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|Rating:||2 out of 5|
If you were a fan of Centipede in the early days of arcades, Millipede was the next logical step. It was quite similar, as a sequel, but they made several changes to the enemies. I could never figure out the right strategy for either insect game and was constantly avoiding enemies as mushrooms popped up all around me. I finally concluded, dropping quarters into Millipede & Centipede was money I didn't have to spend on Defender, Berzerk or Zaxxon... although I did enjoy Atari's bug series.
I never saw it on the 2600 in the mid-80s and skipped it on the NES, but I did reacquaint myself with it when it was published on GameBoy and GBA. Going back to it on the NES (years later), I'm sort of glad I skipped it. I adored nearly every arcade release for home consoles, but Millipede, for the NES, just doesn't do justice to the original.
The excitement of arcade games coming home for the Atari 2600 was astounding. The superior sound and graphics of the NES made that feeling jump tenfold. Games I adored on the 2600 and played in arcades were coming out for the NES as well - just in a slightly different timeframe. Millipede wasn't on par with other arcade releases despite the NES' horsepower.
My main complaints are occasional slow downs and the choice of small screen size. Millipede used a portrait-oriented monitor in the arcade which didn't lend well to square TV sets of that era or the rectangular ones today. The use of screen real estate is pretty lame. They did place the scoring and lives to the side, but why not let the play-area fill the remaining height?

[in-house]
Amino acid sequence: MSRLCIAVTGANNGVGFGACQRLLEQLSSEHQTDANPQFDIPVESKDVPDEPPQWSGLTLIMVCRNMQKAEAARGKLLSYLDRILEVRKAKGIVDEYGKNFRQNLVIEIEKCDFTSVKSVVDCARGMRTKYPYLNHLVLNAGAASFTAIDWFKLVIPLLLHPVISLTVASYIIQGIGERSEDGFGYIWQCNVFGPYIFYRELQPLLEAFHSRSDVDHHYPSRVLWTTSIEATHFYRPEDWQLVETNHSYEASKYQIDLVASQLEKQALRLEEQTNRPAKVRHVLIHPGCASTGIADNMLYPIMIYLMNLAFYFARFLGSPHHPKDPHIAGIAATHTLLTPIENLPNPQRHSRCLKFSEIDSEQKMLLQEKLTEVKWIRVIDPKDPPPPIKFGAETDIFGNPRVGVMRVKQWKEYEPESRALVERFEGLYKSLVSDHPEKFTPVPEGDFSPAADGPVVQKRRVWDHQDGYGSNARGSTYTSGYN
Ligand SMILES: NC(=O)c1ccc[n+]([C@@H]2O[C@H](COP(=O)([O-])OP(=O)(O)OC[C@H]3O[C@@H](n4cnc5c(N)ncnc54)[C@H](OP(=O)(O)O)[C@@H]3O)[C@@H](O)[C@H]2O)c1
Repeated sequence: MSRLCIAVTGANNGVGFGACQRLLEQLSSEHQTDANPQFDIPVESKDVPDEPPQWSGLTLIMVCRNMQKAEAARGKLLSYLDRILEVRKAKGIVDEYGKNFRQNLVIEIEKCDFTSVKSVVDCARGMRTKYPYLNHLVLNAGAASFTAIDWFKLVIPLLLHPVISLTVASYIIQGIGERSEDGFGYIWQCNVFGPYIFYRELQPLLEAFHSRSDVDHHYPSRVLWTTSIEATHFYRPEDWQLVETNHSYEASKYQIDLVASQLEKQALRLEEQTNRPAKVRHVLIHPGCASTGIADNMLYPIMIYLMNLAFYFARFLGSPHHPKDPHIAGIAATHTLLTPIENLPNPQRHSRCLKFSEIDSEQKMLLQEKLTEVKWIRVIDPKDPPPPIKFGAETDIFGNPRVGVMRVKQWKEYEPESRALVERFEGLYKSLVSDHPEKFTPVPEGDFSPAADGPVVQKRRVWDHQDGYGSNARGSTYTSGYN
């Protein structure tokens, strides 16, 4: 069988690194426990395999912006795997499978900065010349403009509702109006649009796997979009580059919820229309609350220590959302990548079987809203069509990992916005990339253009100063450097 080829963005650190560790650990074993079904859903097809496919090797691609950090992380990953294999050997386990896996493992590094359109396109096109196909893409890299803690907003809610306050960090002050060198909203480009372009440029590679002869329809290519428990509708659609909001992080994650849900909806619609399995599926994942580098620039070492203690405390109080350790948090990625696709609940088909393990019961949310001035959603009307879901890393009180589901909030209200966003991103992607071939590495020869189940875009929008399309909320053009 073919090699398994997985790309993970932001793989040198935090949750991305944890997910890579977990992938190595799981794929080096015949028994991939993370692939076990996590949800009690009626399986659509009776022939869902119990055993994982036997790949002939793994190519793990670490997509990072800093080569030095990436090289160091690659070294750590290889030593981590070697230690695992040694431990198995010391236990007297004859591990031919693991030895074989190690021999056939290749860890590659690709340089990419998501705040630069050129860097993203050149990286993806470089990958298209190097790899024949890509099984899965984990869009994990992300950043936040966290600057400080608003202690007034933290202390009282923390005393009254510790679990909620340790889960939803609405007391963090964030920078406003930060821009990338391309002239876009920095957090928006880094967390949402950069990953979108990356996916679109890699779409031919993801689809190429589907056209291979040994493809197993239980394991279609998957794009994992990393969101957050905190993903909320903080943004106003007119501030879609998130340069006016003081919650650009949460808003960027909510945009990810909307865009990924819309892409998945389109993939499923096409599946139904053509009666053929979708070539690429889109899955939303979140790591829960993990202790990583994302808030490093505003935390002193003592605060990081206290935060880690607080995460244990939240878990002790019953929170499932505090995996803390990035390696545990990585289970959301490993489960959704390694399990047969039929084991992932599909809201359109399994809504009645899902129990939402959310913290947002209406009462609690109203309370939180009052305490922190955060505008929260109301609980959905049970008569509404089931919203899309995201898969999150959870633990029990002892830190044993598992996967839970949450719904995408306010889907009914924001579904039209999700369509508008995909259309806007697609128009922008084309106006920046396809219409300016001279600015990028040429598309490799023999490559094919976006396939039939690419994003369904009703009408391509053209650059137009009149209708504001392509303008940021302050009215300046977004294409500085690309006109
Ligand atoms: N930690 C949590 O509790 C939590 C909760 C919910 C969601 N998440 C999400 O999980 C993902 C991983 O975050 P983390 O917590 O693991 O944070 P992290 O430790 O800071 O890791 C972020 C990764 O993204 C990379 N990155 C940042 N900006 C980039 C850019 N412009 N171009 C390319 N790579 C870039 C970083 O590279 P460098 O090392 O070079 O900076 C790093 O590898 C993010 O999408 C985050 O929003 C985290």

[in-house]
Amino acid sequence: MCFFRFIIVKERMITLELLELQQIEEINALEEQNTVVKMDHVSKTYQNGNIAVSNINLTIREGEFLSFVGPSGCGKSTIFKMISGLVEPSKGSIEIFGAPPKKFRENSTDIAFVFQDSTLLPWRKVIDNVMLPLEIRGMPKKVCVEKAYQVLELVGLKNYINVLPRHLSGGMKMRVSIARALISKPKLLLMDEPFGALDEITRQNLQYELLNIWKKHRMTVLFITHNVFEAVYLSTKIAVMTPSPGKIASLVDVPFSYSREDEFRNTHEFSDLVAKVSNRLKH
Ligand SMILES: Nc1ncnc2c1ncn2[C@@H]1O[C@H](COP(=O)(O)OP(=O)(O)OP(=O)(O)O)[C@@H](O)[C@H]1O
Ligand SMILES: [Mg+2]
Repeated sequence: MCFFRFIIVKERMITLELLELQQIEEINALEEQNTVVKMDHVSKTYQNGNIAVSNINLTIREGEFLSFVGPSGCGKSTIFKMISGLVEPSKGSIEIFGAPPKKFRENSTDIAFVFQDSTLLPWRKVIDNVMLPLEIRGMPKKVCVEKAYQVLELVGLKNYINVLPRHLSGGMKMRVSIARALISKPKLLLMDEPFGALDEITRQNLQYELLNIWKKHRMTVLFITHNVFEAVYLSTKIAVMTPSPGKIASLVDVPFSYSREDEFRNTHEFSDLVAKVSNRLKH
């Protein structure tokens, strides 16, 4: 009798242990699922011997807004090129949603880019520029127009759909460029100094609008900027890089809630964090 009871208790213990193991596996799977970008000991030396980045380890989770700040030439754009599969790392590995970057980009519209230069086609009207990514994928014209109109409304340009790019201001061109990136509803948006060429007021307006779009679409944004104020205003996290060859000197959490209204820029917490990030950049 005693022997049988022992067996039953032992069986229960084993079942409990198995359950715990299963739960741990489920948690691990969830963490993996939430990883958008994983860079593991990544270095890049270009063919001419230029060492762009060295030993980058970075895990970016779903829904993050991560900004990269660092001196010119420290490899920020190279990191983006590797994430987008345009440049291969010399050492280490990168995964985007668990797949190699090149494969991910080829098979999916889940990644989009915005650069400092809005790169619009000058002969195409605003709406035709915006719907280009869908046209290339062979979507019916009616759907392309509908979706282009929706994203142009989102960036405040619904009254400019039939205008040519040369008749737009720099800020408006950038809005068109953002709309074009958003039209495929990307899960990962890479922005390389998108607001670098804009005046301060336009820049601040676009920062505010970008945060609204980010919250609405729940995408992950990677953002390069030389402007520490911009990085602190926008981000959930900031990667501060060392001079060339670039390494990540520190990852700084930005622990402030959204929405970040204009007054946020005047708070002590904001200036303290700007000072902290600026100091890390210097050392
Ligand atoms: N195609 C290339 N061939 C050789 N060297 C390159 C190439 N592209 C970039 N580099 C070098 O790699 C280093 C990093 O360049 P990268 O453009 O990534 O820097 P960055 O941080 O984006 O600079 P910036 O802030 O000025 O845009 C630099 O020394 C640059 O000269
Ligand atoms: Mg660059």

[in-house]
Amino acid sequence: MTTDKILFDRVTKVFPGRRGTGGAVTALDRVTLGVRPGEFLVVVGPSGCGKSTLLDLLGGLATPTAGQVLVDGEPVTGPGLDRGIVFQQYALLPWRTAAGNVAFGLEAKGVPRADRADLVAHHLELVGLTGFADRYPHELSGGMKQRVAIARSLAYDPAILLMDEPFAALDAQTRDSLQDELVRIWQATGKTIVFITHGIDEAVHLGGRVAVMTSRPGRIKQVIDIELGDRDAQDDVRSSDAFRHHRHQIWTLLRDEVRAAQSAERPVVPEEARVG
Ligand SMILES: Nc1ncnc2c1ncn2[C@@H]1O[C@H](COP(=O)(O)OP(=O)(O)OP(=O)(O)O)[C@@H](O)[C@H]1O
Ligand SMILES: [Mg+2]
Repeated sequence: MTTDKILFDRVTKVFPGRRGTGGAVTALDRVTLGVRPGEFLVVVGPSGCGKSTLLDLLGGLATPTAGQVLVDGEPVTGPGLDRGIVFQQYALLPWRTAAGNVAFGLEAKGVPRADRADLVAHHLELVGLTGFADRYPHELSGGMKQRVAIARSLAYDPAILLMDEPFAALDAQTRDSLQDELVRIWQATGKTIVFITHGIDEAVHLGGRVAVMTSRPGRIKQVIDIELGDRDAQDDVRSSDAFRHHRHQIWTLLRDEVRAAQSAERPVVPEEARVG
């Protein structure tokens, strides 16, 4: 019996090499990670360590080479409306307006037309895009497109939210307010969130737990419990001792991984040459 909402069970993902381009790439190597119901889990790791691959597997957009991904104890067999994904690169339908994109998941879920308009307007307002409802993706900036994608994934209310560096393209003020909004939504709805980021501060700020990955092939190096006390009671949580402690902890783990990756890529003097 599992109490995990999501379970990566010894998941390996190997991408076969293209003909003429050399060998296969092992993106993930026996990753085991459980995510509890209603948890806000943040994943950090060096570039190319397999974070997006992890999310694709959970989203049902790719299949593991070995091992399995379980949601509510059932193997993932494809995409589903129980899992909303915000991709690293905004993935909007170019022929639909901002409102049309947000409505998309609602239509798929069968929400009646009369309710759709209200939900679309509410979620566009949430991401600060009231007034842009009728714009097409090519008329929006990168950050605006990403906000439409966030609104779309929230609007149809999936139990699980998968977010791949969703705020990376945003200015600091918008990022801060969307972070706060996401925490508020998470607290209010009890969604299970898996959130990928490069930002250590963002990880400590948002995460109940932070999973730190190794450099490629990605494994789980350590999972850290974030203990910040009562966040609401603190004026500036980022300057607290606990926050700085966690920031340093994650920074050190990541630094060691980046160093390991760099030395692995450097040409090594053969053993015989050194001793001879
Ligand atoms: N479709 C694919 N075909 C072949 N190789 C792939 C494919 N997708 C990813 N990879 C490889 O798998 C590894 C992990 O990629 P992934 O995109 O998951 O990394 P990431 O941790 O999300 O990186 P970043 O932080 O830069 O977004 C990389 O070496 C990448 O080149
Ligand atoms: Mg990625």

You are lost in a dark enchanted forrest (a stark gray background) where you have only magic arrows to defend against a monstrous sized Millipede and a variety of creepy insects that hone in on you with alarming speed. Their path changes as they encounter mushrooms - you must eliminate the mushrooms to keep the Millipede from descending faster.
You begin with 4 lives and an everlasting supply of magic arrows to fire at your enemies. As a sequel to Centipede, Millipede is very similar and differs mostly in terms of the enemies you encounter. DDT bombs can be shot and then explode taking out larger areas of enemies.
Known in pesticide circles as dichlorodiphenyltrichloroethane, DDT ceased wide use in 1972 amidst health concerns and public outcry. 10 years later, it was a formidable weapon against pixelized Millipedes and other buggy foes.
Directional change is your primary concern during game play. Each time the Millipede hits an obstacle, he reverses direction and moves down a row. I had a knack for creating a ping-pong like pathway in which the Millipede would ricochet downward at high speed as I pondered what to to... other than lose a life.
Unlike many horizontal shooters, both Centipede and Millipede operated on this idea, but gave you a bit of room to move vertically as well. As you lean to make use of the ability to navigate up and down, you begin to realize the advantage of playing with a trackball. The arcade controls for Millipede were quite simple - a trackball and a fire button. Simple controls of this sort often led to easy translation to home gaming consoles... with the exception of trackballs. Atari had trackball accessories that could be purchased separately. I don't believe the NES had a trackball option. Quickshot made what looked like a trackball, but it was a dome that slid to mimic the d-pad of the standard NES controller.
Overall I like Millipede, but I think HAL missed the mark on this release. Slow downs and odd use of screen real estate make this a less desirable port.
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